3. It’s open on the sides to take advantage of SoCal breezes

While the canopy covers the entire football pitch and stands, the stadium is open to the elements on its sides beyond the two end areas. The roof also features 46 panels that can be opened to increase airflow.

The aerodynamic design takes advantage of SoCal’s temperate climate and earns the facility its “indoor-outdoor” label.

“We sculpted this building to allow ocean breezes to pass through and promote air circulation,” says Evans, the architect. “But also to give visitors here connectivity to the beautiful surroundings here in Southern California. So you look at Malibu from this side, you can see the Hollywood Hills to the east, Palos Verdes to the south.”

The open-air design also means that parts of the stadium, although sheltered under a massive roof, are susceptible to wind, rain and lightning. That’s why a game last October between the Chargers and the Las Vegas Raiders was delayed as a thunderstorm passed over our heads.

4. Its suspended video screen is bigger than the football field

Suspended above the field like a spaceship is a huge ring-shaped video screen.

Its official name is Samsung’s Infinity Screen, and it’s the largest such screen in sports – 70,000 square feet of digital LED, with around 80 million pixels. It is longer and wider than the football field itself.

It’s also the only dual-sided display, meaning messages and video are displayed on its inner and outer surfaces. This is especially useful for fans sitting near the pitch, who can watch the inside screen from across the ring.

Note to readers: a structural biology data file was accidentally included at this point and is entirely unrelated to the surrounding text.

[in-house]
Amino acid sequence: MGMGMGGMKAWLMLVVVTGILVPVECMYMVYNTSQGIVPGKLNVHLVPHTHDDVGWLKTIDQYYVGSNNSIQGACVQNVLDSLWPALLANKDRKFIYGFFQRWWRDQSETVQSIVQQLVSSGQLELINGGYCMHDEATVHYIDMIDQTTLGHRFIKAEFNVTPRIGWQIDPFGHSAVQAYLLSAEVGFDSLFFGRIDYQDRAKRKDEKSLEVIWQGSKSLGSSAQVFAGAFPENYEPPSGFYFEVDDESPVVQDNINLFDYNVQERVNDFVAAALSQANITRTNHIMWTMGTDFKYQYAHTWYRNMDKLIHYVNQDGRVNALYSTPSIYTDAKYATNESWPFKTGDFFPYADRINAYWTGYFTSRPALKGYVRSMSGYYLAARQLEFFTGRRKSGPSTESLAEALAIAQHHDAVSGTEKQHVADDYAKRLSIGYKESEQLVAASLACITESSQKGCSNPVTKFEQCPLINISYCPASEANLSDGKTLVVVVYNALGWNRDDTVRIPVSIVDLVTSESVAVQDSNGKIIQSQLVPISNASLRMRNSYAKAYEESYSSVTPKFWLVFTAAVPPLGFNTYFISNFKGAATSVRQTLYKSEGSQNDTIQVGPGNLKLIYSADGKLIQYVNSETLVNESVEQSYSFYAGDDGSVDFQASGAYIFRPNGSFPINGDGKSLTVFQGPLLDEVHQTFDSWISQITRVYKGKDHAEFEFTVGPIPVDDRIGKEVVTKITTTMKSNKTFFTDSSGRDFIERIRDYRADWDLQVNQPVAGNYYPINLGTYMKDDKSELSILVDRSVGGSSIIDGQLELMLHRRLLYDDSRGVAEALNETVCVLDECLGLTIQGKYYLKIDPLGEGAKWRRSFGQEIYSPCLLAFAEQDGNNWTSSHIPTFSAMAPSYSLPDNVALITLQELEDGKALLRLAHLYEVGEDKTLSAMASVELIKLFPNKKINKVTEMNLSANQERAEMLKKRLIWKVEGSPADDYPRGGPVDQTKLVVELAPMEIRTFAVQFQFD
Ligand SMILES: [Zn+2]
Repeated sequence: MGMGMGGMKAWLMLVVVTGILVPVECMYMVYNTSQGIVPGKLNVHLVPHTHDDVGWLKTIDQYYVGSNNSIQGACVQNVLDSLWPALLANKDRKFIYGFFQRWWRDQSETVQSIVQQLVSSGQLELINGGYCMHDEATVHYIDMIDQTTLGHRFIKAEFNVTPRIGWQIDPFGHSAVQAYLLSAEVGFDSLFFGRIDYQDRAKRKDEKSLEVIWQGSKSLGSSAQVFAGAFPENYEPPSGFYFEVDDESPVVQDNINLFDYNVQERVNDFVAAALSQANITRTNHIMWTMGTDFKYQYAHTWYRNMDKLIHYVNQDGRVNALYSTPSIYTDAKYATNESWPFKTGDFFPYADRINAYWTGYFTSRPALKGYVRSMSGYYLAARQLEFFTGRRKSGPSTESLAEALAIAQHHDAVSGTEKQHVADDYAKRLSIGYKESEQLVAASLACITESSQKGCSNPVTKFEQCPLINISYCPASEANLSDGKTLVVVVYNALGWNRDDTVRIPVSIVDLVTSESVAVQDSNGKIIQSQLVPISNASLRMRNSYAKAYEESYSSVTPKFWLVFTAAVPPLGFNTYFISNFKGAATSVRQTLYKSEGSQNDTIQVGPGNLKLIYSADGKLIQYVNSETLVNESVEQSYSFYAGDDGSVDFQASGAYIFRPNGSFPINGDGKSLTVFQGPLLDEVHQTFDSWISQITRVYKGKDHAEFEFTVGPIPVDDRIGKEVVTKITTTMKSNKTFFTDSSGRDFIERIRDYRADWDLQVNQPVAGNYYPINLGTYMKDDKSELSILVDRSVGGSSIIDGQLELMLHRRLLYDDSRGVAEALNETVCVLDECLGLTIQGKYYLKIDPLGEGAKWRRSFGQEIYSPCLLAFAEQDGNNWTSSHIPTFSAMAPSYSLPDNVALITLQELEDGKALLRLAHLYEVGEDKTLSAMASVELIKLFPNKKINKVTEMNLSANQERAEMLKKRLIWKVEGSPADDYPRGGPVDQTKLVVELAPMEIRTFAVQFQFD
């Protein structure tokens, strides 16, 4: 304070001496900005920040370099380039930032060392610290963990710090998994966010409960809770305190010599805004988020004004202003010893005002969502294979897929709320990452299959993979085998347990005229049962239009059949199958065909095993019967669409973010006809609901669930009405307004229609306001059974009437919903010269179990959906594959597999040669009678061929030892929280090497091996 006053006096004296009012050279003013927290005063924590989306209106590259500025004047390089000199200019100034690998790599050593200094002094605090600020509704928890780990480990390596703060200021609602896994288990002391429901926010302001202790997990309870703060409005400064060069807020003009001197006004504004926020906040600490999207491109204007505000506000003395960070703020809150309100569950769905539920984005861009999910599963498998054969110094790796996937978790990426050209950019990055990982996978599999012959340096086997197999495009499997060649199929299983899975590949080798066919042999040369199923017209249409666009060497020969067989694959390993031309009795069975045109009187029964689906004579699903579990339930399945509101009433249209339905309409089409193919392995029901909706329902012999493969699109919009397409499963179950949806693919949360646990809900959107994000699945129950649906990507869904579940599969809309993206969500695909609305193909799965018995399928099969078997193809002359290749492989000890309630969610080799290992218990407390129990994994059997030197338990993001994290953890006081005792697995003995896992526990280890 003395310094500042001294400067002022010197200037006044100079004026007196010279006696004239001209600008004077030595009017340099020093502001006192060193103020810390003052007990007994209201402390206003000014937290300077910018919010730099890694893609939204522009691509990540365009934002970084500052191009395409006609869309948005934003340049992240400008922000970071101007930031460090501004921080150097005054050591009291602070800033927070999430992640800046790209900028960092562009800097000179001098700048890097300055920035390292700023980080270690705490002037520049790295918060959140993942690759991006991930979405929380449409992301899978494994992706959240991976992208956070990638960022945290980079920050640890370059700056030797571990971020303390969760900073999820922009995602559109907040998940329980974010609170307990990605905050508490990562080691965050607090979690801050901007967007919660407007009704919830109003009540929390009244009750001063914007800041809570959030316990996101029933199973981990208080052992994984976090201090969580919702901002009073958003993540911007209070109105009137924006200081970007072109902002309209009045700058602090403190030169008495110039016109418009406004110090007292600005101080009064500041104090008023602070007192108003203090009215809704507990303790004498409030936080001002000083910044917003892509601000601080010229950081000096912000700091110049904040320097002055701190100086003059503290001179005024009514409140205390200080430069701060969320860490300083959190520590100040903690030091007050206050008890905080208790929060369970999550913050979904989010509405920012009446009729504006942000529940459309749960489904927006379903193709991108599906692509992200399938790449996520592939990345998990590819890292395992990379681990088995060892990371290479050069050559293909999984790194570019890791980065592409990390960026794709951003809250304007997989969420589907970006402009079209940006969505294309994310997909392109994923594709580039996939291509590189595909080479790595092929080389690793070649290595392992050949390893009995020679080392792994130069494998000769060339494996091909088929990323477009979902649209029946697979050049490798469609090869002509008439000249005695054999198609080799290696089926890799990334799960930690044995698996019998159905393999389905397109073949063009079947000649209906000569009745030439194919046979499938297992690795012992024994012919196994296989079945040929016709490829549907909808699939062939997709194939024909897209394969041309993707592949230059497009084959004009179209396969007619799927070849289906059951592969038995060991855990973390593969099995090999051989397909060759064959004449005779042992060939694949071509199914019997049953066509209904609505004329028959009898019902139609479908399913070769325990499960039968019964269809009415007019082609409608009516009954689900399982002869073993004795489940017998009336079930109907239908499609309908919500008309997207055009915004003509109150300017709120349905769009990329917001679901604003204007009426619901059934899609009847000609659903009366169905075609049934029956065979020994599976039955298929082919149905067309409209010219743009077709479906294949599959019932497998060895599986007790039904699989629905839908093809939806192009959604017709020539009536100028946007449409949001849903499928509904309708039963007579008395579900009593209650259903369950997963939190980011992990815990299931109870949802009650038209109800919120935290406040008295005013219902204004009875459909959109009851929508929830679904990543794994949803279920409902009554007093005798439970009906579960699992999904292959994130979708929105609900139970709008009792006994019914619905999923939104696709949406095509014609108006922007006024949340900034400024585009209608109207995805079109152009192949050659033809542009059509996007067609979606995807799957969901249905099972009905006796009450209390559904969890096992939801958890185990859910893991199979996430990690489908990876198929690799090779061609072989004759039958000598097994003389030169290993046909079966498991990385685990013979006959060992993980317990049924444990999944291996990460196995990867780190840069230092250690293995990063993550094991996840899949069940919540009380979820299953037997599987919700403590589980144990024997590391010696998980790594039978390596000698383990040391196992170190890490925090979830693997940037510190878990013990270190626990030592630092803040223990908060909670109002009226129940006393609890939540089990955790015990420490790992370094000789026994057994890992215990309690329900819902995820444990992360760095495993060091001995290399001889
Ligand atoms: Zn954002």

“It can immerse fans in the content,” says Evans. It’s probably when the fans aren’t watching, you know, the game itself.

5. He has suites at ground level just beyond the end zone

If you feel comfortable and want to impress several dozen of your friends, you can book a ground-level suite, called a bungalow, which is just a few meters from the back of the end zone. The sequels are so close to the action that a reverse pass could land on your plate of nachos.

“These are the closest seats to the NFL. You’ll feel like you’re in your backyard,” Evans says. “Put your feet on the green rail, be as relaxed as possible. The energy of an NFL game happens to be happening 10 feet across the rail.”

6. Tours let you run 40 yards and throw a basket

You can book a stadium tour that will take you to private luxury suites, team dressing rooms and an interview room where coaches and players answer questions from journalists. Since December 2021, visitors must provide proof of vaccination or a negative Covid-19 test result.

But the most memorable part of the visit may be the tour of the pitch itself – accessed via a 60ft tunnel to replicate the experience of players charging onto the turf before a game.

“The tour gives you the opportunity to step onto the playing field…and engage in combine-type activities – running the 40-meter sprint, throwing a soccer ball, throwing a basket and measuring how you perform (in comparison) to NFL athletes,” says Gannon. “I think that’s really the fun and engaging part of the tour.”

Don’t pull on the hamstrings. Tickets start at $30.


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Bonny J. Streater